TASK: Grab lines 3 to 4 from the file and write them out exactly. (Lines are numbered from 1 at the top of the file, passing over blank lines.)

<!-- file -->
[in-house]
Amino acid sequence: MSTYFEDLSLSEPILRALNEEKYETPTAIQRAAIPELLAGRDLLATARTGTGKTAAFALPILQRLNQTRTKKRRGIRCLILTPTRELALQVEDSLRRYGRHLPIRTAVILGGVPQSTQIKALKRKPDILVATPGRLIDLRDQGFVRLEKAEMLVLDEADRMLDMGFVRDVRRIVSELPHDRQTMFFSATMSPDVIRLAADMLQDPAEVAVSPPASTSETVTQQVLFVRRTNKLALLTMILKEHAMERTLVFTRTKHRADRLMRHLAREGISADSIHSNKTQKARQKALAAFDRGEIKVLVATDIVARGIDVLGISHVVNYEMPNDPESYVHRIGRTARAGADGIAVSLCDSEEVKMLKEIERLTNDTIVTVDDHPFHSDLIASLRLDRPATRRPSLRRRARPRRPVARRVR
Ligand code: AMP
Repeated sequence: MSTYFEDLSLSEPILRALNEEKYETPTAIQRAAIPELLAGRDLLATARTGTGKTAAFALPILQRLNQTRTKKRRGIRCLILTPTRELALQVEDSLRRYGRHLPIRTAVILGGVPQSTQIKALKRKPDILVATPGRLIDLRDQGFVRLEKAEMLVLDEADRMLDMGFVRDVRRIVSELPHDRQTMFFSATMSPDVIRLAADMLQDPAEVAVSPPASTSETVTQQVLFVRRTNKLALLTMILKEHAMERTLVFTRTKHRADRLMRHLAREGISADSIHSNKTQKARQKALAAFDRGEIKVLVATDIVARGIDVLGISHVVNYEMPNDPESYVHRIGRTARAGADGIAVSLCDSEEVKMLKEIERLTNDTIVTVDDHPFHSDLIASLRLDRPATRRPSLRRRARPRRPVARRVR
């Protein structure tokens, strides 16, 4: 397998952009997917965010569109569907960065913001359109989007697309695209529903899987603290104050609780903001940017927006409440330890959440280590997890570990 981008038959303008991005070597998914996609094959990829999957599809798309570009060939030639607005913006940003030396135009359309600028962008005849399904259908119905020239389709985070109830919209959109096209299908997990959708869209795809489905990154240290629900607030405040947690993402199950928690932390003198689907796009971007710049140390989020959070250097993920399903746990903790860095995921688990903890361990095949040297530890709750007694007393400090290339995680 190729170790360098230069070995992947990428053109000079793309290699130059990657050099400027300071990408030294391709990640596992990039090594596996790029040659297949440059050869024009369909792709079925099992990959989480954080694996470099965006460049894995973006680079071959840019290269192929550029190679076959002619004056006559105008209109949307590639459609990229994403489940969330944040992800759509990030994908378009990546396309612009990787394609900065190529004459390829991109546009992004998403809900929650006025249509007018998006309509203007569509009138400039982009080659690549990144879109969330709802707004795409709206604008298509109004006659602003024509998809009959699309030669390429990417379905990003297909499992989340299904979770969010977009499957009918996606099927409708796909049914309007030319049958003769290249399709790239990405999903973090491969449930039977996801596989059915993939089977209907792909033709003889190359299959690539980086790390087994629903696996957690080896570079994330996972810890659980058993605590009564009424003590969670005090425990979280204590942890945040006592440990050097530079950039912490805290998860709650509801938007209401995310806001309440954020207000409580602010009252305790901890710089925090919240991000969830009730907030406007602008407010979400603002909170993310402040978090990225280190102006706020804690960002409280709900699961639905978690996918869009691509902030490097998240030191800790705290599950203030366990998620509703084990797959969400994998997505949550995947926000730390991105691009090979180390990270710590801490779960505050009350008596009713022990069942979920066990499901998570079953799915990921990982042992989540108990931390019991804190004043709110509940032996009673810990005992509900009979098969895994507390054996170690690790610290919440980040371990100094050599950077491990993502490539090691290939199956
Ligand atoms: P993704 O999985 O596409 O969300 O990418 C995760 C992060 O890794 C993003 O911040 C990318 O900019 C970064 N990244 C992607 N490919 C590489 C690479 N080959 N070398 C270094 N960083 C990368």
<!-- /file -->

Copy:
Ligand code: AMP
Repeated sequence: MSTYFEDLSLSEPILRALNEEKYETPTAIQRAAIPELLAGRDLLATARTGTGKTAAFALPILQRLNQTRTKKRRGIRCLILTPTRELALQVEDSLRRYGRHLPIRTAVILGGVPQSTQIKALKRKPDILVATPGRLIDLRDQGFVRLEKAEMLVLDEADRMLDMGFVRDVRRIVSELPHDRQTMFFSATMSPDVIRLAADMLQDPAEVAVSPPASTSETVTQQVLFVRRTNKLALLTMILKEHAMERTLVFTRTKHRADRLMRHLAREGISADSIHSNKTQKARQKALAAFDRGEIKVLVATDIVARGIDVLGISHVVNYEMPNDPESYVHRIGRTARAGADGIAVSLCDSEEVKMLKEIERLTNDTIVTVDDHPFHSDLIASLRLDRPATRRPSLRRRARPRRPVARRVR